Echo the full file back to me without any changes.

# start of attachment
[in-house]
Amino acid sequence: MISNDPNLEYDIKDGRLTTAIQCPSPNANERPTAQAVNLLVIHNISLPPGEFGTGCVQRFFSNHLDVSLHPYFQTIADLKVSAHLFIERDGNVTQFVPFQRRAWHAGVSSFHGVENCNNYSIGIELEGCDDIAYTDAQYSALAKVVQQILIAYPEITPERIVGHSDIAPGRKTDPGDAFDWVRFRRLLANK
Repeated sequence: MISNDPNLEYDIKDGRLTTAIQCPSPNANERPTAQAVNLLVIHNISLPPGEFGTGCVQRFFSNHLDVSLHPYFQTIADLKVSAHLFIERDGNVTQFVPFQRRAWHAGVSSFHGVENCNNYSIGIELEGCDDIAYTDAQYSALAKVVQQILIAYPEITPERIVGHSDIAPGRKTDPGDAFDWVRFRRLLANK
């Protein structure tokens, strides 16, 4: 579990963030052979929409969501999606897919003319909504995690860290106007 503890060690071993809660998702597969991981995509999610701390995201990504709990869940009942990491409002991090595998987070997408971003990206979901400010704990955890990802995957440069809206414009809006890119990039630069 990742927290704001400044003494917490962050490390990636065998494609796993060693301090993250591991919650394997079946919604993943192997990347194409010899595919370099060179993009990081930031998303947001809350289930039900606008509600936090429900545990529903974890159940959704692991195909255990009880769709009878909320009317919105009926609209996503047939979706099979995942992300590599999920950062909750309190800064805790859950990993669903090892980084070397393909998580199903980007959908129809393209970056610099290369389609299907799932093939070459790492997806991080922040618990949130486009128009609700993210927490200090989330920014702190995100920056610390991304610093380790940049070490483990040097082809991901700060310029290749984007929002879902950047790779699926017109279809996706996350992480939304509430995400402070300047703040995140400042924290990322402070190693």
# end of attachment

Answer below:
[in-house]
Amino acid sequence: MISNDPNLEYDIKDGRLTTAIQCPSPNANERPTAQAVNLLVIHNISLPPGEFGTGCVQRFFSNHLDVSLHPYFQTIADLKVSAHLFIERDGNVTQFVPFQRRAWHAGVSSFHGVENCNNYSIGIELEGCDDIAYTDAQYSALAKVVQQILIAYPEITPERIVGHSDIAPGRKTDPGDAFDWVRFRRLLANK
Repeated sequence: MISNDPNLEYDIKDGRLTTAIQCPSPNANERPTAQAVNLLVIHNISLPPGEFGTGCVQRFFSNHLDVSLHPYFQTIADLKVSAHLFIERDGNVTQFVPFQRRAWHAGVSSFHGVENCNNYSIGIELEGCDDIAYTDAQYSALAKVVQQILIAYPEITPERIVGHSDIAPGRKTDPGDAFDWVRFRRLLANK
């Protein structure tokens, strides 16, 4: 579990963030052979929409969501999606897919003319909504995690860290106007 503890060690071993809660998702597969991981995509999610701390995201990504709990869940009942990491409002991090595998987070997408971003990206979901400010704990955890990802995957440069809206414009809006890119990039630069 990742927290704001400044003494917490962050490390990636065998494609796993060693301090993250591991919650394997079946919604993943192997990347194409010899595919370099060179993009990081930031998303947001809350289930039900606008509600936090429900545990529903974890159940959704692991195909255990009880769709009878909320009317919105009926609209996503047939979706099979995942992300590599999920950062909750309190800064805790859950990993669903090892980084070397393909998580199903980007959908129809393209970056610099290369389609299907799932093939070459790492997806991080922040618990949130486009128009609700993210927490200090989330920014702190995100920056610390991304610093380790940049070490483990040097082809991901700060310029290749984007929002879902950047790779699926017109279809996706996350992480939304509430995400402070300047703040995140400042924290990322402070190693």